One thing that you’re doing rather than trying to do everything. So if you really wanted to niche down on your podcast, and if you do, you don’t have to choose one of those things that you want to help people with. So you want to help this podcast will help improve your mental health, or this podcast will help you cultivate more meaningful relationships, or this podcast will help you achieve personal goals.
And when I’ve started to do that, even like I said, with this podcast. Everything becomes easier because you realize you know exactly what you’re doing. And yeah, when you move away from that broad, broadness, and then it was similar as well. And then you said, we’ll give insights and advice that cover psychology, spirituality, business, or creativity.
And I was [00:44:00] like, that’s four massive areas, like psychology, spirituality, business, and creativity. So again, it was like, you imagine if you were like, we’re going to help you achieve. Your business goals through creativity. Like I know that made it sound, but that does, you can achieve your business goals through creativity.
That then immediately is something that’s so much more focused. You, you know what guests you want, you know what topics you’re going to talk about, we are going to talk about how to achieve your business goals using creativity.
So that, that would be, yeah. So from reading your description and looking at it, I was like, I think you can just, because I think you, you guys obviously are great. And like you said, it’s your personalities and you’ve got that. I mean, I didn’t even mention that, but just listening to it, you’ve, you’ve got like great rapport.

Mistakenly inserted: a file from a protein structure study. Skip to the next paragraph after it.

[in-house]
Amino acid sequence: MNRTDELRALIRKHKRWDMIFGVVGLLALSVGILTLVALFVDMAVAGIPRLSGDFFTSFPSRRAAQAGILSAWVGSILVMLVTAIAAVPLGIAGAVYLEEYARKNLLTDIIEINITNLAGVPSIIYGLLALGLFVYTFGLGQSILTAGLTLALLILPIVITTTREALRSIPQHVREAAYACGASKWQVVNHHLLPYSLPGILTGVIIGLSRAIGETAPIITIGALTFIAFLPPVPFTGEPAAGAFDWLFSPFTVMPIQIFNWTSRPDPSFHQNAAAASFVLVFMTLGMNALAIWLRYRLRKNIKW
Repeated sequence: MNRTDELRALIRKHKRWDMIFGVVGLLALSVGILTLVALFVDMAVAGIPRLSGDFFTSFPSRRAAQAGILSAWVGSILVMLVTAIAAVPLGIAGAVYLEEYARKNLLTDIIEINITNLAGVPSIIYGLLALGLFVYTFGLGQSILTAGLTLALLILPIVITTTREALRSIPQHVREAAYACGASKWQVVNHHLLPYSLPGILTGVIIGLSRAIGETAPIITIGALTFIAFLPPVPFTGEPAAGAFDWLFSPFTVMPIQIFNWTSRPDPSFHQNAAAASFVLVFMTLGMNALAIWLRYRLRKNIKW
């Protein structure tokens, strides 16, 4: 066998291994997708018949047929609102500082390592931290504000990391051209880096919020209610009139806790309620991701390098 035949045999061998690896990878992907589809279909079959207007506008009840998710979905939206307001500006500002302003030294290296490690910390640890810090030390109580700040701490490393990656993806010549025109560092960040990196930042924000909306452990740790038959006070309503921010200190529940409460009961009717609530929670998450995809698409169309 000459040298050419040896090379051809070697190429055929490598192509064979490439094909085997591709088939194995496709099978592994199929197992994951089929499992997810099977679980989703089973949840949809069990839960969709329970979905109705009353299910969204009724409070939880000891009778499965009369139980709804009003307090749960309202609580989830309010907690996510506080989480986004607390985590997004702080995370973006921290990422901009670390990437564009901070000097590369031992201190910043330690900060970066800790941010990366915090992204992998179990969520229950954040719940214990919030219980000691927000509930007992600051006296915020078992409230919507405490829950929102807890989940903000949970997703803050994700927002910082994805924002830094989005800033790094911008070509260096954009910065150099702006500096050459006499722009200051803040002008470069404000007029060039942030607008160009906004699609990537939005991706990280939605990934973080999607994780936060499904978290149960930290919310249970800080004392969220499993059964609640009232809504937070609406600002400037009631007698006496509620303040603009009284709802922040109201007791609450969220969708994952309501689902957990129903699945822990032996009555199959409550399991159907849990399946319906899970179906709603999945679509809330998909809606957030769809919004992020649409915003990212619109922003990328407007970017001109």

You’re easy to listen to. You’ve got great voices. You’ve got personalities. You opened up, you were vulnerable and it was, it was emotional and the music was great. So all of those technical aspects were great. I just think to niche down and make it as specific as [00:45:00] possible will make your life easier. I know when I’ve done it, I was like, Oh my goodness, it’s so much easier.
You know what guests you want, you know what to talk about, you know, the outcomes, you know what your goals are. So, um, yeah, I would, I’m glad you like that advice. So then. Uh, I looked at the main artwork as well, the main artwork was great, it was a short title, it was easy to read, your big smiling pictures, making eye contact with the camera so people can easily see that, so I thought that the main title was, was perfect, but for the episode artwork, um, there was way too much text, so Apple Podcasts, Apple Podcasts doesn’t even show the episode artwork, apparently that’s changing with the latest iOS update, but I checked my Apple Podcasts and I’m pretty sure I’m on the latest iOS And you still can’t see.